Saturday, September 7, 2013
"Honey, we can finally afford that divorce."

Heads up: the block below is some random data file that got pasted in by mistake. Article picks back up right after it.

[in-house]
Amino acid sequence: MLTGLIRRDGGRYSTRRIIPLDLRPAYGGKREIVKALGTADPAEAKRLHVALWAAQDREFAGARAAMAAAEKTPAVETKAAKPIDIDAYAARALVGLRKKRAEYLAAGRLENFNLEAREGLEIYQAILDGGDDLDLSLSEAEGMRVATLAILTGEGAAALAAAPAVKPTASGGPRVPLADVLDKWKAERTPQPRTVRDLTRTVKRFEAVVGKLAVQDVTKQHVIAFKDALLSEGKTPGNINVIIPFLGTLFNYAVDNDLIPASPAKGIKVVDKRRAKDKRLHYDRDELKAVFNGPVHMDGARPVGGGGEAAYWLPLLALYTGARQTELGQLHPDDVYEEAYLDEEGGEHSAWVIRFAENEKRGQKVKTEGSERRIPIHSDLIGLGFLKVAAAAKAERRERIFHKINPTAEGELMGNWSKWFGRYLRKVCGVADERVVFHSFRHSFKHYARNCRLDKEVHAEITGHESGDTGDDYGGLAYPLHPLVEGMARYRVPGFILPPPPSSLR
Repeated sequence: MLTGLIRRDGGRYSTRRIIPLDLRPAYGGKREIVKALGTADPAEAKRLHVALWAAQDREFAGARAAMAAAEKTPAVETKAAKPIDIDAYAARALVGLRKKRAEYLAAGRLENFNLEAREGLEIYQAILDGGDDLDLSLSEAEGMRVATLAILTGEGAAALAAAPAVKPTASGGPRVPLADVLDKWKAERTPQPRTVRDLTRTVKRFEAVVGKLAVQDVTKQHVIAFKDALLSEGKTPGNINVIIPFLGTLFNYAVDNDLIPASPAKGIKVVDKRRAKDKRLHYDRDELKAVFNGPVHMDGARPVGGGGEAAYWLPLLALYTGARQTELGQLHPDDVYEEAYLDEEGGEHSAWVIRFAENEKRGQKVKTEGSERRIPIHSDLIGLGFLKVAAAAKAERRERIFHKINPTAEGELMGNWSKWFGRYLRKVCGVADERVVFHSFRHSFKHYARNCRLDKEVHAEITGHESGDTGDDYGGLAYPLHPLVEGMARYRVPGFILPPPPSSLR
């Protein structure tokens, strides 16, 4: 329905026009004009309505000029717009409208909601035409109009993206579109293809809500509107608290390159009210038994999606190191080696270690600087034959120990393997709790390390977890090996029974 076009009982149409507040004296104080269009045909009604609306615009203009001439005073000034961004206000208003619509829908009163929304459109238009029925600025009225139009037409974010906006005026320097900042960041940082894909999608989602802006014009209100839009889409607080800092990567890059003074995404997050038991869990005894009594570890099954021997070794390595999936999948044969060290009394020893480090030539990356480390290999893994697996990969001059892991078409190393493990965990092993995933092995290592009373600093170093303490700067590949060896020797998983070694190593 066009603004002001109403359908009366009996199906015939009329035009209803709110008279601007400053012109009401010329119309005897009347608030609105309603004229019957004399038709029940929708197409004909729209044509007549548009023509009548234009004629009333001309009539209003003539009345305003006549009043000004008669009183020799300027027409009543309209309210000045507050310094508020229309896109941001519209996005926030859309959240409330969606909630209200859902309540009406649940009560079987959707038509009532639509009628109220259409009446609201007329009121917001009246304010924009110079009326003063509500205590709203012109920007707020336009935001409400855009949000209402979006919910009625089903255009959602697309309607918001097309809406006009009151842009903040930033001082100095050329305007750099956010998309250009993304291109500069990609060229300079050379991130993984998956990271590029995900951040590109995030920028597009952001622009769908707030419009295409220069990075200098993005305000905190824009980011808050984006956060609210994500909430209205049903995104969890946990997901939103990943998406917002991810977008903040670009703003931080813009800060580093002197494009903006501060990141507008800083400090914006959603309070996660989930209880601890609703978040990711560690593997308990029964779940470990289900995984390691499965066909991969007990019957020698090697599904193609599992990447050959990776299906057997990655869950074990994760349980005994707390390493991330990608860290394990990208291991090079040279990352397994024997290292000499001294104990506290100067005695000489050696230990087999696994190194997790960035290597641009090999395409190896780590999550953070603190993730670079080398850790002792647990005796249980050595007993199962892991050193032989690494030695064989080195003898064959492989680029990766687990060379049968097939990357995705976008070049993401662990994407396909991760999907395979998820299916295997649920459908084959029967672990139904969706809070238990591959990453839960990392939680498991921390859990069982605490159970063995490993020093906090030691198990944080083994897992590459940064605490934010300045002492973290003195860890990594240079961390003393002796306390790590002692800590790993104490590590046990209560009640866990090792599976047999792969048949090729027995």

My regular readers understand that I am pretty conservative, quite a bit more old-fashioned than the young-folks who elected our president. So I was pleased that one of the very few good things to come out of the recent long-term recession was that fewer divorces were being filed. My wife and I are passing 43 years of marriage and I can tell you I understand it's not all a bed of roses. But we have hung in so long that our kids tell us when they review their friends, we are about the only parents they can point to who are still married. Anyway, getting back to divorces, as it turns out about the only asset that disgruntled couples have to "split" is the equity in their home. So during the recession, when there was no equity, there was no financial reason to get a divorce--and as we all know, Americans won't do anything unless the money is right. Well the money is right all of a sudden. The market is coming back and so are the divorces, now that home values are back to their 2003-4 values. I wrote a column a few years back about a couple I had done some real estate work for. Actually they are married to each other and both are lawyers. Their legal practice focused on divorces, and due to the recession, had weakened so much that they were in jeopardy of losing an investment home they owned in North Port to foreclosure. As it turned out, they were able to pull off an 11th hour short-sale, but due to their other holdings, they had to make up the deficiency amount (the difference between the amount owed and the sale proceeds). These outcomes are reason enough for many people to hold back on their future investments, even though there are some great home values out there right now. Which brings me to the headlines in our local papers. You would think if you reviewed a week's worth of headlines that housing values are up, no wait, down--and affordability and mortgage rates are up, no wait, they're down too, and new homes are selling like hot cakes, no wait, maybe not. What is really going on? Well it all depends where you sit. If you are a simple newspaper reader, you must be totally confused. Let's look at our area, (and by our area I mean zip 34223, 34224 and maybe a peppering of North Port and Venice). Prices are growing back up a bit, so if you are thinking of selling, the likely-hood of selling your home for an appropriate price in the next 5 or 6 months is pretty good--as long as there has been regular maintenance and the neighborhood is not threadbare. If you are thinking of buying, today there is a limited inventory, but generally it's fairly priced, and today much less of the inventory is offered by a bank or lender, so any offers you are considering making are welcomed and will be negotiated quickly. If you are still waiting for the market to hit bottom, you missed that opportunity, which actually occurred about 18 months ago, so you are SOL. If you are thinking of buying a new home, remember the data that gets into the newspapers is probably national in scope, or if the paper is tying to do a really good job, the data could be statewide. My point is that our area is different from the state-wide data or the national data. Here there are perhaps 5 or 6 builders building homes right now. I have had a chance to talk to most of them and can report some of them have sold all the homes they can build for the next year (so new starts will be recorded, but are already contracted) other local builders may have larger crews and will continue to build homes that could be sold right away, but these are not affecting the available inventory in a significant way. My message here is--don't take the information you see in the larger papers as being accurate here in our area. Rates are going up, yes. But the new higher rates are still lower than most of us expect will be the norm in a year or two, so if rates are your "hot button" buy now. These rates will go up for a few more years and likely at that time, they will level off in the 6-7% range. Today you can fin 3.5% if you want a 10 year or even a 15 year mortgage. Think 4.25 for a 30 year mortgage. Actually "jumbo" mortgages are available in the 4.25% as well, so if you're chasing down a $750,000 home, get it now. Here's a quick way to figure out what a 6% mortgage would cost you on a monthly basis. At 6% annually, you pay 1% per month, so a $100,000 mortgage costs $1,000 per month. If you wait for a year or two when the mortgages are back at 6% to buy a $200,000 home, your mortgage will be $2,000/month. (Remember this includes interest AND principle). Affordability rates are really easy to mis-report. How about this: home prices have gone up 12% but salaries have only increased by 2%. So the Affordability index indicates that home sales will take a nosedive. Well, here's the deal,that kind of reporting is done by a recent college graduate who is reading the Associate Press releases for that day. In fact, homes have been undervalued for long enough so that as the prices grow, sellers will lower their asking prices if the homes don't sell. Home prices always will come down to find the first buyer. Banks used to determine what you could afford would be about three times your annual family salary. So if a couple each are making $35K, they could afford a home in the $210,000 range. Plus or minus, depending on condition, location, desirability of the school system and neighborhood. As I say, affordability is in the eye of the buyer. So what's our area's real estate market looking like? Let's say it's much better than the bad headlines, and a little worse than the good ones. Dane Hahn is a real estate professional serving our area, including Sarasota and Charlotte Counties. Reach him at firstname.lastname@example.org or 941-681-0312. See him on the net at www.danesellsflorida.com